SAN FRANCISCO -- Google (GOOG) and major book publishers have settled a lengthy legal battle over digital copyrights, but a bigger dispute still looms with thousands of authors who allege that Google is illegally profiting from their works.
The truce announced Thursday ends a federal lawsuit filed in 2005 by several members of the Association of American Publishers after Google Inc. began stockpiling its Internet search index with digital duplicates of books scanned from libraries.
Google has maintained that its scanning is covered by fair-use provisions of copyright law, although it offered to remove specific books from its index upon request. It also showed only snippets of the copyrighted books unless permission was given to show more.
Publishers and authors, however, insisted that Google needed explicit permission from them before making the digital copies, let alone showing even snippets of text from the books on Google's website.
Google worked out a $125 million settlement with publishers and authors in 2008, only to have a federal judge in New York reject it after the U.S. Justice Department and other critics contended that it would thwart competition in the rapidly growing digital book market and flout U.S. copyright law.
One of the reasons that settlement unraveled was because it would have given Google broad authority to copy books, unless an author or publisher notified the company not to make the duplicate.
Terms of the new settlement weren't divulged, but it won't require court approval because its reach will be limited to the parties signing on.
The scaled-down agreement with publishers is likely to make more copyright-protected books available online. Most of those will be sold through Google Play, a digital store. Publishers will have the right to release digital copies of their books in Google Play or remove them from Google's search index entirely.
That's not a major change in how Google has been handling matters with the lawsuits pending, but publishers now feel comfortable enough with the system to set up an official framework, Tom Allen, president of the publishers' group, said in an interview.
Google, which is based in Mountain View, Calif., will also provide publishers with a digital copy of a scanned book upon request.
The settlement "shows that digital services can provide innovative means to discover content while still respecting the rights of copyright holders," Allen said in a statement.
Both Google and the publishers may have been more motivated to figure out a way to work together with so many more people reading books on digital devices than just a few years ago. Google has been playing a more important role in that transition since it started selling a tablet computer, the Nexus 7, in July. The tablet is set up to download books and other digital content from Google Play.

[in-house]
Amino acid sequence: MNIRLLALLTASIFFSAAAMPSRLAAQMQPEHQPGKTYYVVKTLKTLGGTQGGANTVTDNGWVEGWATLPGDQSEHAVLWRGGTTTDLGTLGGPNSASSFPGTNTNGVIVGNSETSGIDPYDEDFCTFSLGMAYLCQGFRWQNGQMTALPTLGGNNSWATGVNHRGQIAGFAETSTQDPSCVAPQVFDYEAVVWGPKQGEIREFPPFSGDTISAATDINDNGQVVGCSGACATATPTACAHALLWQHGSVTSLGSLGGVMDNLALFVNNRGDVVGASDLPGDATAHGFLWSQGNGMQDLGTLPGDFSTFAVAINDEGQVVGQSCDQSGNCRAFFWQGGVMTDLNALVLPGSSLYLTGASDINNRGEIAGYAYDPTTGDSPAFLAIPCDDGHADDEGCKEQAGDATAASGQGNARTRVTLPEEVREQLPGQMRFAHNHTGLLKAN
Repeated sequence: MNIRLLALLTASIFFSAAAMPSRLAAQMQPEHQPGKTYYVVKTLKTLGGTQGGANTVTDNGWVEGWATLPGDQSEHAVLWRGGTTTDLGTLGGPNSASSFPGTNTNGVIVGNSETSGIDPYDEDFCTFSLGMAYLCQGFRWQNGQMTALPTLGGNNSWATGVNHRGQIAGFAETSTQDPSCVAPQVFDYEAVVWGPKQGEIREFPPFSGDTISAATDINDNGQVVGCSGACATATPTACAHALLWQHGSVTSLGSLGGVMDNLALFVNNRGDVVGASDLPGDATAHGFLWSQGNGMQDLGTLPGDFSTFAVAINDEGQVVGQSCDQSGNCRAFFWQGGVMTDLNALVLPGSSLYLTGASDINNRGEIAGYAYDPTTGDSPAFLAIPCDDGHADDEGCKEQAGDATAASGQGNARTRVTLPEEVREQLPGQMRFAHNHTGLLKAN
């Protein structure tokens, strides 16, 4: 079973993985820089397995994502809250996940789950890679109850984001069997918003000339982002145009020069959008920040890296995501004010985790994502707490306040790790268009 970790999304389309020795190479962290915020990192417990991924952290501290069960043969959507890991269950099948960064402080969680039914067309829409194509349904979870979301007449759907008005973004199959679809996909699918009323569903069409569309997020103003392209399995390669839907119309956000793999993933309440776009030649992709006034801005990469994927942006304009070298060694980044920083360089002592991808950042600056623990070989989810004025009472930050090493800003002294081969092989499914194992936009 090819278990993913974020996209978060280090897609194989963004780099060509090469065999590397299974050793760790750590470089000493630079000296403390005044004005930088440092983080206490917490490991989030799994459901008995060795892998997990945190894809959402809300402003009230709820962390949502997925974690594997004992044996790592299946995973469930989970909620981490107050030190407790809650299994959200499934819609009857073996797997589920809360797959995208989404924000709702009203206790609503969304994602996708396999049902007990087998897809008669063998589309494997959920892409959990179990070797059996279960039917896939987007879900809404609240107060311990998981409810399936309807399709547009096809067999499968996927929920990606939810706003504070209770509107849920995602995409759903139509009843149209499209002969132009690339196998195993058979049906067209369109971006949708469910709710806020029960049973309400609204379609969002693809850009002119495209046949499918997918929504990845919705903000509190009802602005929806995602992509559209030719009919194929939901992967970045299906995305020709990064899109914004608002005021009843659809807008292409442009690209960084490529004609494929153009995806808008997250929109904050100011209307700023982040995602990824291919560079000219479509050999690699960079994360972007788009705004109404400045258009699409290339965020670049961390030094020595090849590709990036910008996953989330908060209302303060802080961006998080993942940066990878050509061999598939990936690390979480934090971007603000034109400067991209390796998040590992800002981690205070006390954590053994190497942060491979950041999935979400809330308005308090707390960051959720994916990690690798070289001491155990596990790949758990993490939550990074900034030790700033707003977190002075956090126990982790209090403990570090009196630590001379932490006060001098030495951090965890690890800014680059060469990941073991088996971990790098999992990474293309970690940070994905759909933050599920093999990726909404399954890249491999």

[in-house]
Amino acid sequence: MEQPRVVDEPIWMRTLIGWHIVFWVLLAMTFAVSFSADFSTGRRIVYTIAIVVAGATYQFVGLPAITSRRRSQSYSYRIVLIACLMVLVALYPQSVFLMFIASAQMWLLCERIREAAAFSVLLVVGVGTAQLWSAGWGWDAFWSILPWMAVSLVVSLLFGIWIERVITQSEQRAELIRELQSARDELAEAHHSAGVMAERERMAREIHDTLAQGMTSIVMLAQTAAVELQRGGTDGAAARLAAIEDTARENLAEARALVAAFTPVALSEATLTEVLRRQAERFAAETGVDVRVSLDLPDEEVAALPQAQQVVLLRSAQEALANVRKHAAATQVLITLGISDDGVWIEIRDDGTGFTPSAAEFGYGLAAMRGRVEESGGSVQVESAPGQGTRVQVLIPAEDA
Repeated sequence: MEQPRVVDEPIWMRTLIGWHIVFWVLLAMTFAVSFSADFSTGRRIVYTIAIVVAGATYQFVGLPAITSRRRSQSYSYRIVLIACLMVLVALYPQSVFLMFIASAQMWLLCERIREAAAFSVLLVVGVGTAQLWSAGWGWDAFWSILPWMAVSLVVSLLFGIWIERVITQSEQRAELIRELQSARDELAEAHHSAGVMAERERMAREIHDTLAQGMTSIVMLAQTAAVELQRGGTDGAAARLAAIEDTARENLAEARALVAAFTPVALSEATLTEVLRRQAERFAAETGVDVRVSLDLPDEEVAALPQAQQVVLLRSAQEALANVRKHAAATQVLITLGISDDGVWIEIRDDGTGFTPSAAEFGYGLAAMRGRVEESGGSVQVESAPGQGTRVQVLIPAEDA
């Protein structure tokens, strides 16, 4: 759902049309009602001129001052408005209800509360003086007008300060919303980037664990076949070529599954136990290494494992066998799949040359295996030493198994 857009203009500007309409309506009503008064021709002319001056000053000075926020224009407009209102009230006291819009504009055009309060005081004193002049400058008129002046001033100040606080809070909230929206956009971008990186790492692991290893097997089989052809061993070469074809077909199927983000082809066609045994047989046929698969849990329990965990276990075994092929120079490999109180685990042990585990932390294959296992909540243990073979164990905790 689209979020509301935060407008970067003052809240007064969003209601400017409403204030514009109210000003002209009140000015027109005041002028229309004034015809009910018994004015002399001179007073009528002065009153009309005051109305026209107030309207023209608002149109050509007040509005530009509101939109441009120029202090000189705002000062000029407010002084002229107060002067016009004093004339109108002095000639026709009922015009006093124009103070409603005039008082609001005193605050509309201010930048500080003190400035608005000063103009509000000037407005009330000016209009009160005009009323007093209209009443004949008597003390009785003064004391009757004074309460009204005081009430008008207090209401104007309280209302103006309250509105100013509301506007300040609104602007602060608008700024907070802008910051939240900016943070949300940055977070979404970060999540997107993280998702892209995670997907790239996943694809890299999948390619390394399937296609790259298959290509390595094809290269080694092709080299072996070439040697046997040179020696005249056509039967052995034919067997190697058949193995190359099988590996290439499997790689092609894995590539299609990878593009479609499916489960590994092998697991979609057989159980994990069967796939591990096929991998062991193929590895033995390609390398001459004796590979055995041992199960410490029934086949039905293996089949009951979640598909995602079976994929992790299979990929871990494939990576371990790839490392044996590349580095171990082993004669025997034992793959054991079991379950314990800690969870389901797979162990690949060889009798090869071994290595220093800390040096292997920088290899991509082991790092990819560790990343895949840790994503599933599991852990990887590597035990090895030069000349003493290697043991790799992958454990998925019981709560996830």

Although the sparring over Google's effort to create the world's largest digital library appears to be over on one front, a lawsuit filed by the Authors Guild remains in the way of Google's ambitious plans to digitize more than 130 million of books sitting on library shelves around the world.
The authors' suit, which came before the publishers' complaint, raises thornier issues and threatens Google with a huge bill. The authors are seeking $750 in damages for every copyrighted book that Google has scanned over the past eight years.
Despite the lawsuits, Google has made digital copies of more than 20 million books so far. The copyrights on many of those books have already expired, making them fair game and not part of any infringement damages that might be awarded. Even if just one-quarter of the books scanned so far by Google are protected by copyrights, the company would be liable for nearly $4 billion if a court sides with the authors.
"The publishers' private settlement, whatever its terms, does not resolve the authors' copyright infringement claims against Google," the Authors Guild said in a statement Thursday. "Google continues to profit from its use of millions of copyright-protected books without regard to authors' rights, and our class-action lawsuit on behalf of U.S. authors continues."
In an interview, Authors Guild lawyer Michael Boni said the publishers agreement made him "cautiously optimistic" that a settlement of his case could be reached before it goes to trial.
But he also stressed the authors' issues are much different than the publishers' concerns. "We're really on a separate motor at this point," Boni said.
Google, which is based in Mountain View, Calif., declined to comment Thursday on the legal dispute with the authors.
In May, U.S. District Judge Denny Chin in New York granted the authors' lawsuit class certification, meaning the case would cover all authors, even if they are too small to hire their own lawyers to sue Google. Chin also rejected Google's attempt to get the case thrown out.
The authors' suit is in a holding pattern until an appeals court rules on Google's attempt to strip the authors of their status as a united class.
One of the biggest sticking points in the authors' case revolves around the rights to millions of out-of-print books that are still protected by copyright but whose writers' whereabouts are unknown.
The prospect that Google could gain a digital monopoly on these so-called "orphan works" was one of the main reasons that the Justice Department and other objectors urged Chin to scotch the earlier $125 million settlement with publishers and authors. Chin rejected the agreement in 2010.
Google's stock rose $5.55 to close Thursday at $768.05.
The publishers who brought the lawsuit were The McGraw-Hill; Pearson's Penguin Group and Pearson Education; John Wiley & Sons and CBS Corp.'s Simon & Schuster.